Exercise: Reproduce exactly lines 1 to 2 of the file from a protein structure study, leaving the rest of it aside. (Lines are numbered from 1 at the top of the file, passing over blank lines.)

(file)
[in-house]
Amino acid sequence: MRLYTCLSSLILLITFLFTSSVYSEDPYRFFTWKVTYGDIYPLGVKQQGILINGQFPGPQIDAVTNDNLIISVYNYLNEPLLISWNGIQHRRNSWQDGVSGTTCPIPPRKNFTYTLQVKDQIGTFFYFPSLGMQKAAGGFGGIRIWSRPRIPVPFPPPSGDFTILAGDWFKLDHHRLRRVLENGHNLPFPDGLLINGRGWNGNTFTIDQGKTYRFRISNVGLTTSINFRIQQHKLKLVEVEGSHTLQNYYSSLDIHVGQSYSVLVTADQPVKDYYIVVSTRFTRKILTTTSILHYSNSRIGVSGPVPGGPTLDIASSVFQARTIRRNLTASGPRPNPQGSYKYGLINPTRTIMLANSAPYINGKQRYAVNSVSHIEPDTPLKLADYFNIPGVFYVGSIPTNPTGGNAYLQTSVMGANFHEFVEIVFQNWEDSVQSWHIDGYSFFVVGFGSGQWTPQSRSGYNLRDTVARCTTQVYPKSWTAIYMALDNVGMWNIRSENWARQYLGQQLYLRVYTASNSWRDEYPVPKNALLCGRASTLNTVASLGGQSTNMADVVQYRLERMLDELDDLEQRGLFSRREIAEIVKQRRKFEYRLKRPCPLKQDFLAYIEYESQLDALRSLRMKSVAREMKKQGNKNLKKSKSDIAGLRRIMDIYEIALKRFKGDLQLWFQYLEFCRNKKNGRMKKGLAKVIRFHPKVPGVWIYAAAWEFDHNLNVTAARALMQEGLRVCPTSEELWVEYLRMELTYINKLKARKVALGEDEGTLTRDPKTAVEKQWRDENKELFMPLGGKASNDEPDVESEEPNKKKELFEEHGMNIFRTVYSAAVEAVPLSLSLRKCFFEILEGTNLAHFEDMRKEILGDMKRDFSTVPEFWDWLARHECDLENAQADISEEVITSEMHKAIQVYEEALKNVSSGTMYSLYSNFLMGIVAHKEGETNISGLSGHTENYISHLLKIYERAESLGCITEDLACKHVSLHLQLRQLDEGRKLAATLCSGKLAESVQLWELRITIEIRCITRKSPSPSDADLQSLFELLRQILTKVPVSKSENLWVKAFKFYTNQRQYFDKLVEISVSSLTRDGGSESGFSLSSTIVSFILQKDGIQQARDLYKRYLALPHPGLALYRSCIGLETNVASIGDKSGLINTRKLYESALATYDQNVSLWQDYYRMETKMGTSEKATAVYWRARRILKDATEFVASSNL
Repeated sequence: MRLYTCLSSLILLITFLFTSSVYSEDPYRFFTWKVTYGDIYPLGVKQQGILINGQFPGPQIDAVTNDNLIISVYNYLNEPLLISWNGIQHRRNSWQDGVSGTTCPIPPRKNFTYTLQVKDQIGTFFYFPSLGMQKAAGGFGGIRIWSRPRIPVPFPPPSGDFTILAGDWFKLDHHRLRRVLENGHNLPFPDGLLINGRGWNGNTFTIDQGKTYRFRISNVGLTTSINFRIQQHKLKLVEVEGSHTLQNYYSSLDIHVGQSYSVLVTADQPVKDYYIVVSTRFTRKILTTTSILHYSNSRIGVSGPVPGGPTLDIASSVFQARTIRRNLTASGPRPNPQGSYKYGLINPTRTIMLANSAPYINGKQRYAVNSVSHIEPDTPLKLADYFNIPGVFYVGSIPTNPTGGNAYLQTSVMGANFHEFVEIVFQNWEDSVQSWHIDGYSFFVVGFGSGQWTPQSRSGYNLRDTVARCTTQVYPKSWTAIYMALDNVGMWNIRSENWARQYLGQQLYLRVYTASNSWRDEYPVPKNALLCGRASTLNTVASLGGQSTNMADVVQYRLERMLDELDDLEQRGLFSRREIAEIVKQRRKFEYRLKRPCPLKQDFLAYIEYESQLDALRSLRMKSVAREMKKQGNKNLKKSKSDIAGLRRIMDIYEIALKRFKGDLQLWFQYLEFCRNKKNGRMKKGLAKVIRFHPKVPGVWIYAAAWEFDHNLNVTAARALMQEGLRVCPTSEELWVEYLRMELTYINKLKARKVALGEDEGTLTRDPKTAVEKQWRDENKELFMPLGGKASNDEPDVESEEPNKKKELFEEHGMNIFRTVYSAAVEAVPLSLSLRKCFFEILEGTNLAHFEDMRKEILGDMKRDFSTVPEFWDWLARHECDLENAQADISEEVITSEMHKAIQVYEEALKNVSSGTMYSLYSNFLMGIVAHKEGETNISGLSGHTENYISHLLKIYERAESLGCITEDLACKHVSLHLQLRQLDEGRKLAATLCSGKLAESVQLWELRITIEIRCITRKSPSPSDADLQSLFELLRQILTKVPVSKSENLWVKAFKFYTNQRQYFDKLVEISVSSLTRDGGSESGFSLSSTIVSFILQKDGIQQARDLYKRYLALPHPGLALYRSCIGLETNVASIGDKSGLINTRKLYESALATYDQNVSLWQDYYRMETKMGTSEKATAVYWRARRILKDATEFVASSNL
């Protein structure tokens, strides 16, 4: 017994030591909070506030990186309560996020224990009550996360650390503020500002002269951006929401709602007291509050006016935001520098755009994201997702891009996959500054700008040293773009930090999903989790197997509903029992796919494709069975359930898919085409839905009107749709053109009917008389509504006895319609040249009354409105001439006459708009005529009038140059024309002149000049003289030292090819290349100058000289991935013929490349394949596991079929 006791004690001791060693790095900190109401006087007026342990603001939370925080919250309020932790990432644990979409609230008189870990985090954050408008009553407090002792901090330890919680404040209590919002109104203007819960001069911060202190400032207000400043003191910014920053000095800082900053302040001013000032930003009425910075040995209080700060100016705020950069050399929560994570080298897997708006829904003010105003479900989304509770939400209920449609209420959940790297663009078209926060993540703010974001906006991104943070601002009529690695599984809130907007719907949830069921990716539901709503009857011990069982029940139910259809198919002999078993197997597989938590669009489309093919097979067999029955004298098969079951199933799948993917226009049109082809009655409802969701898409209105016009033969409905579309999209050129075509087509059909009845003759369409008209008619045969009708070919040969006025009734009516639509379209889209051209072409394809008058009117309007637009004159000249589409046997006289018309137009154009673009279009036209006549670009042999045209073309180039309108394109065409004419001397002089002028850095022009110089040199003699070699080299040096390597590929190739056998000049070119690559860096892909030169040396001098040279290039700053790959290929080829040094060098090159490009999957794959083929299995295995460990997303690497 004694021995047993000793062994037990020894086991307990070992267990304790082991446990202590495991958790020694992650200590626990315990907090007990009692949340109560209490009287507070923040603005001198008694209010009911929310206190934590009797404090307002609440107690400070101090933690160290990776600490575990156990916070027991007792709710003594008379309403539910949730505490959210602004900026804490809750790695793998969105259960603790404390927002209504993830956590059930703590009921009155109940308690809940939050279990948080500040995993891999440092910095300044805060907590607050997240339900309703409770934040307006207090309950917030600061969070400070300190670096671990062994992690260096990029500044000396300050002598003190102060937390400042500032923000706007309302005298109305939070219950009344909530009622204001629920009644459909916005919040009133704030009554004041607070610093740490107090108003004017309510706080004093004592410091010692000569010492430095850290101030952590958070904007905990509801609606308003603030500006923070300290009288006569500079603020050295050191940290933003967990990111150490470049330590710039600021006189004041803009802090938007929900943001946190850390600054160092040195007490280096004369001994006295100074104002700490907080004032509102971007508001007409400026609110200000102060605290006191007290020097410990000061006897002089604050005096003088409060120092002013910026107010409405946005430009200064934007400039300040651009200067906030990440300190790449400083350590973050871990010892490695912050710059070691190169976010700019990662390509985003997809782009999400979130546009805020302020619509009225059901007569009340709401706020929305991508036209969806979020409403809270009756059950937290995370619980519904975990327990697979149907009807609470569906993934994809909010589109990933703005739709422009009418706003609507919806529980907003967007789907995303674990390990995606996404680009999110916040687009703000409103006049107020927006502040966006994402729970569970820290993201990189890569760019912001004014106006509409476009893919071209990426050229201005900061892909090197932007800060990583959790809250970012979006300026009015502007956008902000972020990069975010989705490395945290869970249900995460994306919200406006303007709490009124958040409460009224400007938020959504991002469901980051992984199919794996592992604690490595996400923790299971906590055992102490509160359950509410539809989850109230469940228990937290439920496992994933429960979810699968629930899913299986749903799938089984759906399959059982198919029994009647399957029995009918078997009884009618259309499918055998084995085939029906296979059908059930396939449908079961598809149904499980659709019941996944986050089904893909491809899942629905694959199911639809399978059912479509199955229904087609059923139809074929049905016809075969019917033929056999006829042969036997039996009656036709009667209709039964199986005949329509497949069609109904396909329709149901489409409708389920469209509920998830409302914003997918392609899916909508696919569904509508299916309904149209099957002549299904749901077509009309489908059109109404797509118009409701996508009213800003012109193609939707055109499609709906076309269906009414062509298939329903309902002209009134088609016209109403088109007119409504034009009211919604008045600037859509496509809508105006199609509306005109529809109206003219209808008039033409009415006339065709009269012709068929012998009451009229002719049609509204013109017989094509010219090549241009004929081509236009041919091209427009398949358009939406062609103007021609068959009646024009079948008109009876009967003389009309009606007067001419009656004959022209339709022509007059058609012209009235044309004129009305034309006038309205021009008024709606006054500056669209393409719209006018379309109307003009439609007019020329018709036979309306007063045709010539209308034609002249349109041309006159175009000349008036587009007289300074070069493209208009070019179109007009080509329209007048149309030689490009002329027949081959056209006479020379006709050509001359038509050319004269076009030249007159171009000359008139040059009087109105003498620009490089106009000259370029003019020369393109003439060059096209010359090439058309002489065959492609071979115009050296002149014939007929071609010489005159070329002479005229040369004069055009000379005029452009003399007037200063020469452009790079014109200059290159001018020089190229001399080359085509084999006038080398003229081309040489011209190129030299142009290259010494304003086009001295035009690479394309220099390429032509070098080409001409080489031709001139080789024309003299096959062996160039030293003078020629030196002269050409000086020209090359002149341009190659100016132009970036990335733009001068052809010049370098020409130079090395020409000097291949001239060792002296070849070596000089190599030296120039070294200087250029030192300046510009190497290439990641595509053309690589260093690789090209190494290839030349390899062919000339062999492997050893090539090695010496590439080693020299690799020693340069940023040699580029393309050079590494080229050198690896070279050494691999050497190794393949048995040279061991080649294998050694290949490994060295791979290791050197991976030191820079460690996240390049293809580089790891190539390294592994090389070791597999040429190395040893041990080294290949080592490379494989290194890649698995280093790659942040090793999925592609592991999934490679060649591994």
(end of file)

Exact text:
[in-house]
Amino acid sequence: MRLYTCLSSLILLITFLFTSSVYSEDPYRFFTWKVTYGDIYPLGVKQQGILINGQFPGPQIDAVTNDNLIISVYNYLNEPLLISWNGIQHRRNSWQDGVSGTTCPIPPRKNFTYTLQVKDQIGTFFYFPSLGMQKAAGGFGGIRIWSRPRIPVPFPPPSGDFTILAGDWFKLDHHRLRRVLENGHNLPFPDGLLINGRGWNGNTFTIDQGKTYRFRISNVGLTTSINFRIQQHKLKLVEVEGSHTLQNYYSSLDIHVGQSYSVLVTADQPVKDYYIVVSTRFTRKILTTTSILHYSNSRIGVSGPVPGGPTLDIASSVFQARTIRRNLTASGPRPNPQGSYKYGLINPTRTIMLANSAPYINGKQRYAVNSVSHIEPDTPLKLADYFNIPGVFYVGSIPTNPTGGNAYLQTSVMGANFHEFVEIVFQNWEDSVQSWHIDGYSFFVVGFGSGQWTPQSRSGYNLRDTVARCTTQVYPKSWTAIYMALDNVGMWNIRSENWARQYLGQQLYLRVYTASNSWRDEYPVPKNALLCGRASTLNTVASLGGQSTNMADVVQYRLERMLDELDDLEQRGLFSRREIAEIVKQRRKFEYRLKRPCPLKQDFLAYIEYESQLDALRSLRMKSVAREMKKQGNKNLKKSKSDIAGLRRIMDIYEIALKRFKGDLQLWFQYLEFCRNKKNGRMKKGLAKVIRFHPKVPGVWIYAAAWEFDHNLNVTAARALMQEGLRVCPTSEELWVEYLRMELTYINKLKARKVALGEDEGTLTRDPKTAVEKQWRDENKELFMPLGGKASNDEPDVESEEPNKKKELFEEHGMNIFRTVYSAAVEAVPLSLSLRKCFFEILEGTNLAHFEDMRKEILGDMKRDFSTVPEFWDWLARHECDLENAQADISEEVITSEMHKAIQVYEEALKNVSSGTMYSLYSNFLMGIVAHKEGETNISGLSGHTENYISHLLKIYERAESLGCITEDLACKHVSLHLQLRQLDEGRKLAATLCSGKLAESVQLWELRITIEIRCITRKSPSPSDADLQSLFELLRQILTKVPVSKSENLWVKAFKFYTNQRQYFDKLVEISVSSLTRDGGSESGFSLSSTIVSFILQKDGIQQARDLYKRYLALPHPGLALYRSCIGLETNVASIGDKSGLINTRKLYESALATYDQNVSLWQDYYRMETKMGTSEKATAVYWRARRILKDATEFVASSNL